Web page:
for this post, we’ll make a really strong hibiscus tea that you can store in your fridge for a few days. this tea can be applied directly to your scalp and hair to help with dry/itchy scalp, dandruff, and dullness.

you can also apply it to your clean face before bed for a nice dose of vitamin c and AHA acids that will gently polish and brighten your complexion. it’s a powerful anti-aging flower and will help with fine lines, spots, and increasing elasticity.


start with a large coffee mug, enough water to fill it 75%, and a handful of whole, dried hibiscus flowers. big bags of these flowers are at my local grocery stores, but i used to buy them from Mountain Rose Herbs. i’m sure amazon would carry some, too.

put your flowers in your mug,  boil your water, pour the boiling water into the mug, let steep, and let it cool to room temperature. done! keep in a sealed bottle or jar in your fridge. use nightly. discard remaining liquid (or drink it – it’s tangy and delicious!) after 3 days.



please note that if you are fair-complected or have light colored anything in your bathroom, hibiscus can leave stains.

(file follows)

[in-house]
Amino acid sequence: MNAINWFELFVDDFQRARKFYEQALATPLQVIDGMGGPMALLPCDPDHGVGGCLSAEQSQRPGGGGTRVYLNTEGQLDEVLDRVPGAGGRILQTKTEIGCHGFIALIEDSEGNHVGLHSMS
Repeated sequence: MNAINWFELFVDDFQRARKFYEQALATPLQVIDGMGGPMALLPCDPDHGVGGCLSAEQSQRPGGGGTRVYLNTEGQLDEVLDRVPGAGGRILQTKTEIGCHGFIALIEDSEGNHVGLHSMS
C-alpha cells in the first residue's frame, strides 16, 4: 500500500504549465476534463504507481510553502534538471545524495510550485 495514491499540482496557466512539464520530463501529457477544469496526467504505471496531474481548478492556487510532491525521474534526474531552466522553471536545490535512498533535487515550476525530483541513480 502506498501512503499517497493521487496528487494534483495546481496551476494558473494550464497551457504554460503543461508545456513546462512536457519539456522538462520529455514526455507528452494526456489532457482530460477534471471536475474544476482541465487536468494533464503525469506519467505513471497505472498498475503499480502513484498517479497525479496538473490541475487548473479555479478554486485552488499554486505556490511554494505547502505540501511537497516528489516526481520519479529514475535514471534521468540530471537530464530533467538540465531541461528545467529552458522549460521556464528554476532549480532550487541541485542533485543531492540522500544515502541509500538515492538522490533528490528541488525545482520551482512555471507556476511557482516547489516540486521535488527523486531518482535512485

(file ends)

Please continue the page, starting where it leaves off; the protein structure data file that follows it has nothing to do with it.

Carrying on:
bonus: blend the leftover flowers up really finely and apply as a face pack for a gentle flower acid exfoliation. moisturize after.

have you used hibiscus for any beauty recipes? do you drink it? it’s such a popular drink here in CDMX, usually served iced and slightly sweetened.


DIY no-‘poo alternative shampoos & conditioners

2021 edit: i no longer subscribe to or support the “all-natural” label. more here.

as we know, no-‘poo can be pretty difficult to master. i did “no-‘poo week” in hopes i’d help a lot of people. but there’s still one huge thing i wanted to address & publish…

diy natural shampoos and conditioners

for some people, baking soda/acv isn’t the route to go. neither is castile soap. but what do you do when those no-‘poo methods don’t work for your hair, but you don’t wanna go low-‘poo?

try these homemade alternatives i’ve gathered up! these do require more time, but you should be washing your hair much less, so no big deal, right? 🙂